The social cost of road crash injuries and fatalities dropped by about $48 million in Rotorua between 2010 and 2011.
Figures released by the Ministry of Transport revealed road injuries and deaths cost the community $52.2 million in 2011, almost half of the previous year's total of $100.1 million. Figures for 2012 are not yet available.
The cost includes medical, legal and vehicle damage costs. Loss of life, reduced life quality and the impact of temporary or permanent disabilities caused by crash injuries are also factored in.
Bay of Plenty road policing manager Inspector Kevin Taylor said the figures reflected a clampdown on speeding drivers.
"Because people are driving slower across the general motoring population, when those crashes occur, statistically there is less harm occurring.''
In total, 156 crashes occurred in Rotorua in 2011, which resulted in 212 casualties. Of these, three were fatal and 33 were serious injuries.
In 2010, 152 crashes occurred, which resulted in 12 deaths. This was up from 143 crashes and five deaths in 2009.
Injuries and fatalities from 373 crashes in Hawke's Bay had a social cost of $144.2 million in 2011. More than 100 crashes occurred in Wanganui, and cost $26.9 million for the year.
Mr Taylor expected the social cost of 2012 crashes in Rotorua to be similar to 2011.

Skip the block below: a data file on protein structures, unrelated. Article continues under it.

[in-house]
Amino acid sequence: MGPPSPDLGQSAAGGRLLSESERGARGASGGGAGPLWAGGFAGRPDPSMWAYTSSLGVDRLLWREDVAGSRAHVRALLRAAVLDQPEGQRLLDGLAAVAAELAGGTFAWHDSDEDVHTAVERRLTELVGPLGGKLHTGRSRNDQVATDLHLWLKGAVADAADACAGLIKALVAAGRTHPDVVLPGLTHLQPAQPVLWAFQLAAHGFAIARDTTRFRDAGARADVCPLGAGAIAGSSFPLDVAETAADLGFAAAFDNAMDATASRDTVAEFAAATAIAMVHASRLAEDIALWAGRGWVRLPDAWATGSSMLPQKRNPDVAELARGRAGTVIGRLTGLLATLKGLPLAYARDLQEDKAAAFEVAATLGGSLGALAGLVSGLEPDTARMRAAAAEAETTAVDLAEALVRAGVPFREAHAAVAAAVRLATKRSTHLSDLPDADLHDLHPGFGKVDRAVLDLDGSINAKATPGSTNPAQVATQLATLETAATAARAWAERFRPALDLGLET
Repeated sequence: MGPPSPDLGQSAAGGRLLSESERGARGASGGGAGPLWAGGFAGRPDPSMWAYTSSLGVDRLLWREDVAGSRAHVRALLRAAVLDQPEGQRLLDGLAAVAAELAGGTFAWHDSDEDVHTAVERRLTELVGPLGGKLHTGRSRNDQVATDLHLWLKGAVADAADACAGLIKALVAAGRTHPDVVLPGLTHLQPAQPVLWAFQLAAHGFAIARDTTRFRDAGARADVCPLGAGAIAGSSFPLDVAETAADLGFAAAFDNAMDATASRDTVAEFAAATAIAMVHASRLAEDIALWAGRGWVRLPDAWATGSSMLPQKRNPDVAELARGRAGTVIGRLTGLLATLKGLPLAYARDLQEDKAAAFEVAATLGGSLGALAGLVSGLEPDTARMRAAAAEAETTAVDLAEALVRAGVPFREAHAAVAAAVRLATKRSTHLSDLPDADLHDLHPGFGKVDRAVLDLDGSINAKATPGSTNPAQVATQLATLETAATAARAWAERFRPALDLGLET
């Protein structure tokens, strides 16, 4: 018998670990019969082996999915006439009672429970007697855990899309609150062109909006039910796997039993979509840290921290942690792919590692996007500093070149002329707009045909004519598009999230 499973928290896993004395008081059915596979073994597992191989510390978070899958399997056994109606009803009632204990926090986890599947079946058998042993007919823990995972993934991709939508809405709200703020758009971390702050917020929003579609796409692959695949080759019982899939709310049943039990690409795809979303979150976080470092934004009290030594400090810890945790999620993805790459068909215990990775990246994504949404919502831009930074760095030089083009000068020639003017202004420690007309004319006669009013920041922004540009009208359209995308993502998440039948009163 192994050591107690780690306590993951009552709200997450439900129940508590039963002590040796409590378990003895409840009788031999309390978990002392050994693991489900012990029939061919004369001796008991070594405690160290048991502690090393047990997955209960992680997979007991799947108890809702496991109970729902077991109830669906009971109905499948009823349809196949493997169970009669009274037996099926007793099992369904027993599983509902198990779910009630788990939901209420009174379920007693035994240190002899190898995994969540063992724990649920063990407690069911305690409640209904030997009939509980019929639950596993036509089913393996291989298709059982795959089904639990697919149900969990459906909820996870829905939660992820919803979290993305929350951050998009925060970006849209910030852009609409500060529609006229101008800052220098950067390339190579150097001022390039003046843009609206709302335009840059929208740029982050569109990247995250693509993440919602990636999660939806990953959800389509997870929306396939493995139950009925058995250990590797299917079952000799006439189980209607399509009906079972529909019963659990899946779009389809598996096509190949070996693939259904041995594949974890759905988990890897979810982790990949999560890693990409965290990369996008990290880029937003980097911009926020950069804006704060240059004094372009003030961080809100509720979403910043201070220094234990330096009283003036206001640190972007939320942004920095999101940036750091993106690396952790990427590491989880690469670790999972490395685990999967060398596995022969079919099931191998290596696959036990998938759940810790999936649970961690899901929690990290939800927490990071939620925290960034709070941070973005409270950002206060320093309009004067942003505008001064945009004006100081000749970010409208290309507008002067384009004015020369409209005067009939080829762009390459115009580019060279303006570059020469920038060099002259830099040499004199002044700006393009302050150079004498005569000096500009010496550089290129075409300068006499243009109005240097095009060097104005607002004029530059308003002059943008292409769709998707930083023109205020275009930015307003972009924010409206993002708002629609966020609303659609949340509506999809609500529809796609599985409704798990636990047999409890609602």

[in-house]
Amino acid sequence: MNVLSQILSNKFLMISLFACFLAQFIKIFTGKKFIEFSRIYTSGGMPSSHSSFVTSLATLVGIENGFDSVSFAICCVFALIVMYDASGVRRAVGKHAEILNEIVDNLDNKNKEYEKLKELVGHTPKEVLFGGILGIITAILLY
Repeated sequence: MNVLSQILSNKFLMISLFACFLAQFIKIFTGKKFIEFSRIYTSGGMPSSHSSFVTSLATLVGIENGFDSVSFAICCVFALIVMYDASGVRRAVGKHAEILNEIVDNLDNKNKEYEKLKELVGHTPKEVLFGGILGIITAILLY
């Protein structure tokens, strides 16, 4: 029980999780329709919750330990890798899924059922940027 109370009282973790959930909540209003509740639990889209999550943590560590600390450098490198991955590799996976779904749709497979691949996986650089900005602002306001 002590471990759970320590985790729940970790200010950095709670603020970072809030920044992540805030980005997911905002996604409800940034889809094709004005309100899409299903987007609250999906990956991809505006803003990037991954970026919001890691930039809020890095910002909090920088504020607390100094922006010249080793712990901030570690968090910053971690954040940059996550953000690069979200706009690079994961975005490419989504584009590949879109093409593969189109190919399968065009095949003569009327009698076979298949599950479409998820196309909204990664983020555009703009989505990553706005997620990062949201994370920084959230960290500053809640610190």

"Rotorua in 2012 had a particularly good year.
"There were still a number of fatalities, but it was fewer than previous years.''
There is still room for improvement, he said.
"It has to become socially unacceptable to drink and drive and to speed. Once we've got that then more people are going to survive on our roads and fewer people are going to go to hospital, and the social cost will continue to decrease.''
Nationally, the social cost of road crashes in 2011 amounted to about $3.14 billion, down from $3.67 billion in 2010.
Transport Ministry chief executive Martin Matthews said the reduction was largely due to a 24 per cent drop in the road toll between the two years.
In 2011, 284 people died on the roads, down from 375 in 2010.
The 2011 figure translated to a rate of 6.4 deaths per 100,000 people _ the lowest rate in 60 years, Mr Matthews said.
It is encouraging but still too high, he said.
"To give a sense of the size of the cost, $3.14 billion is almost the equivalent of a month's worth of New Zealand's exports.
"Over 90 per cent of the total social cost is related to loss of life or permanent disability,'' Mr Matthews said.
Despite the low road toll, a person is killed on the roads every 31 hours on average, he said.